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Post » Tue Jun 28, 2011 11:05 pm

@Juryiel
Glad to hear!

@Guif0DA

TCP is connection oriented, stateful, and reliable. Packets are sequenced and arrive in order. If a packet is dropped by the target computer all other packets must wait in a queue until the dropped one is resent and processed. Thus why TCP is not ideal for fast online games.

UDP is connectionless and unreliable. In the scenario above, UDP would not have a problem as the next packet (technicaly a datagram) would be processed immediately. Most game engines have an additional layer on top of UDP to add some reliability and statefullness, when needed.
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Post » Mon Oct 10, 2011 7:59 pm

Hi everyone!
First of all, networking is a new thing for me.

scidave wrote:
"Adding text based online using PodSixNet would be as simple as taking the chat example and expanding it a little bit.
The only part that isn't easy is initiating connections with your opponents. Right now you need a internet facing server (or you have to manually configure port forwarding on your computer)..."

Who need to set up 'port forwarding'? The server, the clients, or both...

What is an 'internet facing server'? (related to construct+PodSixNet)
Do I have to pay for it?

Thanks for reading this post.
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Post » Tue Oct 11, 2011 3:57 am

Only the server needs to have port forwarding setup.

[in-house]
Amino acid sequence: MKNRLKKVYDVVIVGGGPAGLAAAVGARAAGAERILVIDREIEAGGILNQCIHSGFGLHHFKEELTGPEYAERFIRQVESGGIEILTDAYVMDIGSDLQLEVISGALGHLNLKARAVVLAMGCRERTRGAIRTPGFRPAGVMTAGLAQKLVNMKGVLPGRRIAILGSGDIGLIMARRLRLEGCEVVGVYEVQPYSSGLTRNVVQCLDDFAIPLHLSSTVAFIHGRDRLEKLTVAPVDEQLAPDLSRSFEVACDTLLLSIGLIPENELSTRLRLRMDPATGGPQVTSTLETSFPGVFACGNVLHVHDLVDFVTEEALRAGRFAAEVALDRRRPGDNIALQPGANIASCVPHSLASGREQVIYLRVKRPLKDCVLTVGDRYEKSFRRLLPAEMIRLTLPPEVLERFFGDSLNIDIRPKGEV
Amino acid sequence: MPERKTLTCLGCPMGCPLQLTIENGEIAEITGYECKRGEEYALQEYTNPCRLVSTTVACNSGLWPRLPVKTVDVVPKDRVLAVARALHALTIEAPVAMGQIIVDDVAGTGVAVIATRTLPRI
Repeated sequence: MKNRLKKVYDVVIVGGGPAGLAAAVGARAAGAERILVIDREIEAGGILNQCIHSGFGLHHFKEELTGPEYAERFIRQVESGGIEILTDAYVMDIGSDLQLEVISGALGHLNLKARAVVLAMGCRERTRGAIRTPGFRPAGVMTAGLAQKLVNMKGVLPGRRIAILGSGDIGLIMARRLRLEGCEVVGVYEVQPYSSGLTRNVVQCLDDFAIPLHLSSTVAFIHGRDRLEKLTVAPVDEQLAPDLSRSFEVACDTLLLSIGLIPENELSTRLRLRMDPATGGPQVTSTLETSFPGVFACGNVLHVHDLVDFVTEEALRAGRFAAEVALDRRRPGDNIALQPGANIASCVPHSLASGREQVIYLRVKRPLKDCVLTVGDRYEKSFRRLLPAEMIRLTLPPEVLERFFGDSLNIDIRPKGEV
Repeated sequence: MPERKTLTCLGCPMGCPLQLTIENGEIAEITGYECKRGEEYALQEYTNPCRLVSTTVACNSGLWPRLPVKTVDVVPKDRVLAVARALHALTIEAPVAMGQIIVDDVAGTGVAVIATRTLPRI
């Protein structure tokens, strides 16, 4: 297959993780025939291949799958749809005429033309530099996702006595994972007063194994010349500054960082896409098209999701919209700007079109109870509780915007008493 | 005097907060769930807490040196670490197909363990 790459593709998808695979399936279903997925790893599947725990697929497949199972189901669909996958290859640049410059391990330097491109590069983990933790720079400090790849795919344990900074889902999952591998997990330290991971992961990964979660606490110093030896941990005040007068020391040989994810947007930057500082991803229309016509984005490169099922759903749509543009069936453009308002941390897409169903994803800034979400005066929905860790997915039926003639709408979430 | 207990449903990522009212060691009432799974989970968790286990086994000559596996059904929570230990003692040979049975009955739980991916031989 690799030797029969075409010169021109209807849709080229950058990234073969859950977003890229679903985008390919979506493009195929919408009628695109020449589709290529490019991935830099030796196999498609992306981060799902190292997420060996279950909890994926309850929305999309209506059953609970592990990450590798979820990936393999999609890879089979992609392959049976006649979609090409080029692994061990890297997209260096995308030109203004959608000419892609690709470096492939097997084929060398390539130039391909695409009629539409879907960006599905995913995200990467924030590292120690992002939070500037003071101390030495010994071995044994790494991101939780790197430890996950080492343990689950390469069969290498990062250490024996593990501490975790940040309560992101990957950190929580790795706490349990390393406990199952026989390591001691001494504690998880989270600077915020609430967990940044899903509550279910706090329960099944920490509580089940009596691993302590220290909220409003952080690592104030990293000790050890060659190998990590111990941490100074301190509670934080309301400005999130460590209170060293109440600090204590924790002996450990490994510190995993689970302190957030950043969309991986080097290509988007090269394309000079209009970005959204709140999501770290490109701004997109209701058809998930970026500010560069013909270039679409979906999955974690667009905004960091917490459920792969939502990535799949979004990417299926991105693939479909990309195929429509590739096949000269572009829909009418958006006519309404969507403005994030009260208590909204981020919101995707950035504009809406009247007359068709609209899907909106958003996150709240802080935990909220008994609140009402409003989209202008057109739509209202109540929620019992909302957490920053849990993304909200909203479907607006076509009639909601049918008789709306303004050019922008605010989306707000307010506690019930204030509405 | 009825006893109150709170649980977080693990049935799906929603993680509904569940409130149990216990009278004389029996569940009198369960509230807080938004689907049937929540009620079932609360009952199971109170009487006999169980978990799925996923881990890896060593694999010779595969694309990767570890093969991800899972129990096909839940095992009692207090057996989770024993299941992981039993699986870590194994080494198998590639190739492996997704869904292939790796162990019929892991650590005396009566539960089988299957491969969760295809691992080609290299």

An internet facing server is an computer that can be accessed from the internet by IP address or Domain name. It could be your home computer (where you enable port forwarding on your router) or it could be a dedicated server.

You don't need to pay if you want to go the simple port forwarding approach.

Here is a link that shows port forwarding:
http://www.associatedcontent.com/article/1556120/how_to_enable_port_forwarding_on_a.html

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Post » Sun Sep 23, 2012 8:47 pm

Does this work with C2, or just Construct?
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Post » Sun Sep 23, 2012 9:43 pm

@WonkaVee
Just Construct Classic
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Post » Mon Sep 24, 2012 6:02 am

It is pretty interesting though, this makes me want to load up CC and experiment.
Anyone has any brief information on how secure this is? The speed? comparison to other networking sockets etc.
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Post » Mon Oct 22, 2012 4:39 am

Hey Rory,

PodSixNet is fairly efficient since it has a built in encoder/serialization. It is only TCP so isn't going to be useful for shooters or other fast real-time gaming. You can host the server (if you want to only use Python) on any system that supports Python (Linux, Windows, etc).

I'm not sure what you mean by secure..it can be made as secure from cheating based on how much you host on the server and what type of checking you program in.

If you are interested in faster performance look at the Plugin I made as a wrapper around Enet. It is posted in the work in progress plugin section. I will warn you that there are some bugs so it is not as stable as PodSixNet, but it is based on UDP so is much faster. It could be made even faster if compression was added.